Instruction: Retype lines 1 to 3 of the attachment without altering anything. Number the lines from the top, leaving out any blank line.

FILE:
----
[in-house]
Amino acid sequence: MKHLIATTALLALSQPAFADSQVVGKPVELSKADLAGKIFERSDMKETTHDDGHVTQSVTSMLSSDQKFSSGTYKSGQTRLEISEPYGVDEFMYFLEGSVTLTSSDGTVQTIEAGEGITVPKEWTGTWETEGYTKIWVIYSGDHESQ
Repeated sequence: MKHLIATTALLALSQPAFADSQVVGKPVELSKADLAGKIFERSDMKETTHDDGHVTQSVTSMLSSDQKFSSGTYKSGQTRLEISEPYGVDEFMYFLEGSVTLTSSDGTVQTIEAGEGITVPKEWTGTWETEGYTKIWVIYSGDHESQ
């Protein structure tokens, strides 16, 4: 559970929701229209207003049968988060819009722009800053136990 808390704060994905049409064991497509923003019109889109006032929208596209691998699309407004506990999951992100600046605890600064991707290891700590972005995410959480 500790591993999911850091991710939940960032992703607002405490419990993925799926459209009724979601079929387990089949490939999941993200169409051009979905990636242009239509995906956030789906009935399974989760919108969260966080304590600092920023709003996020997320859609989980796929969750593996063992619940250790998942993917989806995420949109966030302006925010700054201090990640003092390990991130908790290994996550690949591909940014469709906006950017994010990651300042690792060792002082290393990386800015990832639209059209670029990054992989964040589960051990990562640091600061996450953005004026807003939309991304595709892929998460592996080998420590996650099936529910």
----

[in-house]
Amino acid sequence: MKHLIATTALLALSQPAFADSQVVGKPVELSKADLAGKIFERSDMKETTHDDGHVTQSVTSMLSSDQKFSSGTYKSGQTRLEISEPYGVDEFMYFLEGSVTLTSSDGTVQTIEAGEGITVPKEWTGTWETEGYTKIWVIYSGDHESQ
Repeated sequence: MKHLIATTALLALSQPAFADSQVVGKPVELSKADLAGKIFERSDMKETTHDDGHVTQSVTSMLSSDQKFSSGTYKSGQTRLEISEPYGVDEFMYFLEGSVTLTSSDGTVQTIEAGEGITVPKEWTGTWETEGYTKIWVIYSGDHESQ